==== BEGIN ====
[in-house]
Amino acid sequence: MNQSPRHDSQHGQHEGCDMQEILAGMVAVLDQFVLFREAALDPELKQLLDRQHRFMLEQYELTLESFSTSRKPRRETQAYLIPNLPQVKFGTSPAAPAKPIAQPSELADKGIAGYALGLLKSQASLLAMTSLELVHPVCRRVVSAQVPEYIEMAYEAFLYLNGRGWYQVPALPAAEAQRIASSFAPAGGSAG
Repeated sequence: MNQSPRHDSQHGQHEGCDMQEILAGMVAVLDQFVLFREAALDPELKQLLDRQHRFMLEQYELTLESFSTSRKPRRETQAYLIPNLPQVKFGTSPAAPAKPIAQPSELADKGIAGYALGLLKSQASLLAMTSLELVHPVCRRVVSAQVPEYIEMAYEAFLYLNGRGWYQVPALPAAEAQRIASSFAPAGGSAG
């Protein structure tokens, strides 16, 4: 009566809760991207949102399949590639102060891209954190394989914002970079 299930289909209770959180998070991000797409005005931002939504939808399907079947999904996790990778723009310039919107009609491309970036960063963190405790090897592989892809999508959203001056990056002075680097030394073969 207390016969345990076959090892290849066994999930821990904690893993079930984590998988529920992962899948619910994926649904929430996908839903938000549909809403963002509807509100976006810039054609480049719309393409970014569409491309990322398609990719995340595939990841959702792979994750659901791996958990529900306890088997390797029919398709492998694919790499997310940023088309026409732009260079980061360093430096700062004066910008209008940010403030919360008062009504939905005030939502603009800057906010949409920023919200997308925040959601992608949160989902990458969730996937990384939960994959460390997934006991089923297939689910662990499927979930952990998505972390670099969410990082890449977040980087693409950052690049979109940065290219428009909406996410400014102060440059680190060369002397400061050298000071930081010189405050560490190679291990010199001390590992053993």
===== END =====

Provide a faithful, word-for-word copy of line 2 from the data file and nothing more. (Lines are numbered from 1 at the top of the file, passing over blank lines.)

Amino acid sequence: MNQSPRHDSQHGQHEGCDMQEILAGMVAVLDQFVLFREAALDPELKQLLDRQHRFMLEQYELTLESFSTSRKPRRETQAYLIPNLPQVKFGTSPAAPAKPIAQPSELADKGIAGYALGLLKSQASLLAMTSLELVHPVCRRVVSAQVPEYIEMAYEAFLYLNGRGWYQVPALPAAEAQRIASSFAPAGGSAG